The Laser Spy System is considered by many to be the Holy Grail of high tech spy devices because it can give the user the ability to listen in on conversations that take place in a distant building without having to install a bug or transmitter at the location. The Laser Spy System was said to be invented in the Soviet Union by Leon Theremin in the late 1940s.
Using a non-laser based infrared light source, Theremin's system could detect sound from a nearby window by picking up the faint vibrations on the glass surface. The KGB later used this device to spy on the British, French and US embassies in Moscow. It is also interesting to note that Leon Theremin invented the world's first electronic instrument, a wand operated synthesizer named "The Theremin" after him.
The Laser Spy System goes by several names such as the Laser Microphone, Laser Listener, Laser Bug, Window Bounce Listener and a few similar names. The Laser Spy certainly works well under ideal conditions, but it has many strengths and weaknesses that will be discussed in this plan. Building your own Laser Spy is by far the best way to experiment with this technology as you can adjust the design to suit your needs, rather than forking over hundreds or thousands of dollars for an assembled kit that will likely be far inferior to one that you can build yourself.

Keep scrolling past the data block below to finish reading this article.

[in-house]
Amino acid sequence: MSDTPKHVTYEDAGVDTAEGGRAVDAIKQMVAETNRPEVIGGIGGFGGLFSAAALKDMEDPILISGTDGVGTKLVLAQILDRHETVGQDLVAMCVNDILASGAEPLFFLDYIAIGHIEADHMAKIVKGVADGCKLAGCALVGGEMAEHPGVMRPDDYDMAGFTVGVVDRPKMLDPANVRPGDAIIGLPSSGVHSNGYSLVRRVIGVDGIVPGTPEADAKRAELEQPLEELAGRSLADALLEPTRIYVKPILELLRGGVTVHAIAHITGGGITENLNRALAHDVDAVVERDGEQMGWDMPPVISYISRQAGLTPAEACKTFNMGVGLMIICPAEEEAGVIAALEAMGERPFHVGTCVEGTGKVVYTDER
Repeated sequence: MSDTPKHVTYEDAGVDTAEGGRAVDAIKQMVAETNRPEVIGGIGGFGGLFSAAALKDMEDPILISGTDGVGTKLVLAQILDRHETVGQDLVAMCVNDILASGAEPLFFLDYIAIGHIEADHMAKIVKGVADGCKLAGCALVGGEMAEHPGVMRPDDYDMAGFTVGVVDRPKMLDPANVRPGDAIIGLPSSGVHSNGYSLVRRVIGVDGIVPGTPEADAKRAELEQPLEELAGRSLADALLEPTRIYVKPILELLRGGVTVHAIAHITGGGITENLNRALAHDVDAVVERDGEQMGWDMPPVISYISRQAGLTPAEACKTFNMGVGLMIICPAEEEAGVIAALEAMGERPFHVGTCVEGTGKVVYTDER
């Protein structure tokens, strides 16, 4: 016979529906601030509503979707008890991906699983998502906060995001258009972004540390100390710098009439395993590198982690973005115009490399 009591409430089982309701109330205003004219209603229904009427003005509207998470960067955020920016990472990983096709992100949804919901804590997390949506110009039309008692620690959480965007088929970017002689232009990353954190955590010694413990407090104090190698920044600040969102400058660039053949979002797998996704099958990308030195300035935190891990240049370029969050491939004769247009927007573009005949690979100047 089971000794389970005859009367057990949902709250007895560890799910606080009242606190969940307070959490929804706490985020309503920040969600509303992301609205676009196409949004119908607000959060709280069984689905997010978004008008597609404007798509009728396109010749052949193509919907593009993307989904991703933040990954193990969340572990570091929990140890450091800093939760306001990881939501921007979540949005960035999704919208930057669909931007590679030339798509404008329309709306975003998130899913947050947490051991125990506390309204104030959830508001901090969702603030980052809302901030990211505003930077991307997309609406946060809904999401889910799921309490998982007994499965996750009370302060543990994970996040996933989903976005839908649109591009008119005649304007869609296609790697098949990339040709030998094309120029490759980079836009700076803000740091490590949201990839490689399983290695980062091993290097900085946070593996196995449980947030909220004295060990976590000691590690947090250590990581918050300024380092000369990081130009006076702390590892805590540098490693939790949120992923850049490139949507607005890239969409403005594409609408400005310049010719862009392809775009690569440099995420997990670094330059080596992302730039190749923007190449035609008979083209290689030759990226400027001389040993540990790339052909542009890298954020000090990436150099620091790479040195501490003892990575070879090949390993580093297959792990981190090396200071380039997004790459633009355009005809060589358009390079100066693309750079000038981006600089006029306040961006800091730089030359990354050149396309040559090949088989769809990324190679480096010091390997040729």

Many of the kits I have seen for sale over the Internet not only use dated technology, but they incorrectly state that the system uses a modulated laser beam to convert window vibrations into sound, which is simply not the case. Let's put the mysteries to rest once and for all and build a working Laser Spy System from the ground up and explore the functionality of each subsystem that makes a working unit.
We will be starting with an ultra basic proof of concept test system that will show you how the Laser Spy converts vibration into sound and how careful alignment of both the laser and receiver are required for optimal performance. Ironically, the most basic configuration may prove to be the most useful, and the $20 you spend in parts could create a system that works as well (or better) than some of the ones that are for sale on the internet for thousands of dollars. As you will find out, the key to spying with a laser beam is in the alignment and reception of the beam, not some magical black box full of fancy filters and optical components.